Trump admin to explain census exclusions to SCOTUS

Trump wants to exclude undocumented immigrants from the total population in the U.S. census

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The Supreme Court agreed to listen to President Donald Trump’s arguments to exclude undocumented immigrants from the total population in the U.S. census.

The Supreme Court wants to give the Trump administration an opportunity to explain why adding probing citizenship questions to the 2020 census is necessary.

There have been several failed attempts by the Trump administration to prevent undocumented immigrants from being represented, The Washington Post reported.

Read More: Court blocks Trump order to exclude undocumented immigrants from census count

One month ago, in the case of the State of New York v. Trump, a federal appeals court blocked the Commerce Department and the Census Bureau from including information on undocumented immigrants. 

In July of this year, Trump said in a memorandum that some states are overcompensated in representation because of undocumented immigrants.

If the Supreme Court were to dismiss the census responses of undocumented immigrants, states like California, New Jersey, and Texas could have fewer House of Representative seats.

The U.S. Census logo appears on census materials received in the mail with an invitation to fill out census information online on March 19, 2020 in San Anselmo, California. (Photo Illustration by Justin Sullivan/Getty Images)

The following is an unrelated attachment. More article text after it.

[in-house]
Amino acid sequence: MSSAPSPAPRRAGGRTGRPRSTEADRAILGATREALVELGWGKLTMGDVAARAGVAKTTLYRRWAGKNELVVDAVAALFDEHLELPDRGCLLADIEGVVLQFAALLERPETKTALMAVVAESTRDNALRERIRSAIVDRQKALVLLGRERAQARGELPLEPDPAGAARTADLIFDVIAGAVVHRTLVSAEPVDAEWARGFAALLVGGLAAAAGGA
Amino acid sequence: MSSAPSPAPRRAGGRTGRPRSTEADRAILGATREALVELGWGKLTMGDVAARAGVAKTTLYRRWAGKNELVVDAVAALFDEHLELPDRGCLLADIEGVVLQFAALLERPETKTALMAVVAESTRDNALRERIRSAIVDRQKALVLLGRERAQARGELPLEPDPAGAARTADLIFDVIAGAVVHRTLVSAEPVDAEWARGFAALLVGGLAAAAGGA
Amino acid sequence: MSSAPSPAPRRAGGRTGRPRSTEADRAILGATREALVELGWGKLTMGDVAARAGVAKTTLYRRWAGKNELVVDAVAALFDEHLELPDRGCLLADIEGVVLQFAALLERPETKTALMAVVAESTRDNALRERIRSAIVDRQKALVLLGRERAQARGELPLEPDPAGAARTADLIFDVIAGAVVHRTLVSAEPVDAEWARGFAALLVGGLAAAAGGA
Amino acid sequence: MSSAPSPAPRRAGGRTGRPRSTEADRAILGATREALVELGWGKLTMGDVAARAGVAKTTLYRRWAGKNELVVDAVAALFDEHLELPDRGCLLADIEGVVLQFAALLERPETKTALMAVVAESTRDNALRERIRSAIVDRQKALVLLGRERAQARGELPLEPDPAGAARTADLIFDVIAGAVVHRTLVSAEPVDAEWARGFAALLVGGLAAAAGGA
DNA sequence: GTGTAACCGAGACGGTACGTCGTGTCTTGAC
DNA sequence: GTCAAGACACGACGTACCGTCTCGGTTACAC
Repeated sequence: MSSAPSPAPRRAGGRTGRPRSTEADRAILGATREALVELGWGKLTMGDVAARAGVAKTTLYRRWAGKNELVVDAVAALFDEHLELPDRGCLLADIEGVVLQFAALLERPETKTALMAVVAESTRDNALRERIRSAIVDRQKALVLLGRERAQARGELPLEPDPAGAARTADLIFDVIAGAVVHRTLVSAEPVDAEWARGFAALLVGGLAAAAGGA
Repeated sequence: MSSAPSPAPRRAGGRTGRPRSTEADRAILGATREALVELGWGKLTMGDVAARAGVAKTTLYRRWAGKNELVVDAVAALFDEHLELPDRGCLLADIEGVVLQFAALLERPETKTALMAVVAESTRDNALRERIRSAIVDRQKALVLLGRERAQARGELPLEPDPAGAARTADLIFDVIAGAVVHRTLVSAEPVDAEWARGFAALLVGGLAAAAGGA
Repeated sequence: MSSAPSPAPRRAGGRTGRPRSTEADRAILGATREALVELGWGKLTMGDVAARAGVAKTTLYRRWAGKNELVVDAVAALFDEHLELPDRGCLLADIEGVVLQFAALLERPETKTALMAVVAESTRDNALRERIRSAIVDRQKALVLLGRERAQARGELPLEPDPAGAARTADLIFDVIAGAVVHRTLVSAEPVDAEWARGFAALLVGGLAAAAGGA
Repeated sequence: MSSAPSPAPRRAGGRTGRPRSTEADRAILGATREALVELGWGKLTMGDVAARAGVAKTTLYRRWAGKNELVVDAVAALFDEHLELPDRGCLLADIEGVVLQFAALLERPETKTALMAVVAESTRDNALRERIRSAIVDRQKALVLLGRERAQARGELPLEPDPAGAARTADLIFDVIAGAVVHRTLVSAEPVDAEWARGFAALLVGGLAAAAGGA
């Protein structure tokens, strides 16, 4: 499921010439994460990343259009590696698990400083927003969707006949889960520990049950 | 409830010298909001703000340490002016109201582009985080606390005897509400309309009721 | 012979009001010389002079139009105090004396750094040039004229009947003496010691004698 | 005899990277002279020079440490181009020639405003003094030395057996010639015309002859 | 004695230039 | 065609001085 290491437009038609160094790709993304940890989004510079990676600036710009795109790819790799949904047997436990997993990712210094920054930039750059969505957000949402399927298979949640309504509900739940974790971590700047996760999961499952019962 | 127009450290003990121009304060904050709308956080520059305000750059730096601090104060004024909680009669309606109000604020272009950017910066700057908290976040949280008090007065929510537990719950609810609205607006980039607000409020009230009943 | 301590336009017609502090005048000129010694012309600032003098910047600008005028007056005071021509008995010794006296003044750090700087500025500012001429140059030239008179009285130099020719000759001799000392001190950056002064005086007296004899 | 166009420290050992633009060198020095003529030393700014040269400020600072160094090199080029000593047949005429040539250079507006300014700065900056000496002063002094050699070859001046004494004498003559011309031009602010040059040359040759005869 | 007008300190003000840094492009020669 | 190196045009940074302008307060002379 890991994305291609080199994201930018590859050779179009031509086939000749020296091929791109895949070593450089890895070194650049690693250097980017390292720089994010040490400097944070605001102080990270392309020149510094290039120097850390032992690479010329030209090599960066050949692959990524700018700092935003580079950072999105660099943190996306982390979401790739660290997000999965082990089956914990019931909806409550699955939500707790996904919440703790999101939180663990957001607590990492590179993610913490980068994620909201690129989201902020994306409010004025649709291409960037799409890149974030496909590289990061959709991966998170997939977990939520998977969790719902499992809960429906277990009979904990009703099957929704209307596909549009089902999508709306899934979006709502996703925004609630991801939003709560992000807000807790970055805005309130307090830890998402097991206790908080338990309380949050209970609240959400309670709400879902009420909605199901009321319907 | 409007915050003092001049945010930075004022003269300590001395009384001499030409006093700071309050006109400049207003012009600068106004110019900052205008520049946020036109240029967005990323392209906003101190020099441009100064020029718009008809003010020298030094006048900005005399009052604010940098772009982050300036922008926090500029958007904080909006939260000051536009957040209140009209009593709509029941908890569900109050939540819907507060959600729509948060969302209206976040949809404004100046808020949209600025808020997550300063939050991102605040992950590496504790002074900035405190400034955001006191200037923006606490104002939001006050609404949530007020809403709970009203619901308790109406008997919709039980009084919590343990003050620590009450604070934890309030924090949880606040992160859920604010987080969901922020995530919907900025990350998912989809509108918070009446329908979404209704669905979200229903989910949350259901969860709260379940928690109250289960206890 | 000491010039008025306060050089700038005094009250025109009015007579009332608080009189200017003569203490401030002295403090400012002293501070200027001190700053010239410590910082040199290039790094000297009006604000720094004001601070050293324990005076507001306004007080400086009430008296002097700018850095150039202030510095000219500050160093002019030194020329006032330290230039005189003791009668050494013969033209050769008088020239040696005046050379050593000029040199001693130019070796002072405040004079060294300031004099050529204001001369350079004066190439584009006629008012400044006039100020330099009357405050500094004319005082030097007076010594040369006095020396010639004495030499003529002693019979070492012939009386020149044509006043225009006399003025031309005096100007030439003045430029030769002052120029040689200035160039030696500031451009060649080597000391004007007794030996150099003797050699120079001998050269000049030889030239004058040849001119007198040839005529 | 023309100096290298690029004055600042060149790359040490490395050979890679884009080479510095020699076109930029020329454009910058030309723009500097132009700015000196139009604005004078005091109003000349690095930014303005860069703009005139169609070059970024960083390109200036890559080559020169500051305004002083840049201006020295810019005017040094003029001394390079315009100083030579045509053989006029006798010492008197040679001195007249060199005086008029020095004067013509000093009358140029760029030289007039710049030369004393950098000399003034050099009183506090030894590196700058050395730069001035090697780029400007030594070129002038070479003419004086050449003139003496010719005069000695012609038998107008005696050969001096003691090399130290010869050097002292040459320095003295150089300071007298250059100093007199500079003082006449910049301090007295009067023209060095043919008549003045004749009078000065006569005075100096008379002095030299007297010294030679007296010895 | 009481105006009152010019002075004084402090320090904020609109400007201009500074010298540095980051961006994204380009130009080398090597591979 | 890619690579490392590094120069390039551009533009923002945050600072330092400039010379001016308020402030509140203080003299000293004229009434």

On Oct. 14, however, the Supreme Court did allowed the Trump administration to lower population counting for the census.

“[Trump] seeks to reallocate political power among the states and to weaken the political influence of states with larger populations of undocumented immigrants,” the challengers said in a court filing, Reuters reported.

Read More: Kerry Washington says stop asking Olivia Pope for help, stresses 2020 census

They also alleged the change prevents people from participating in the census, saying it is a violation of both the Constitution and the Census Act.

The administration wanting to exclude undocumented immigrants comes before Trump’s third pick for the Supreme Court is sworn in. Amy Coney Barrett is set to take Ruth Bader Ginsburg’s seat.

If the Republican-controlled Senate approves Trump-nominated Barrett, six out nine seats will be controlled by conservative judges.

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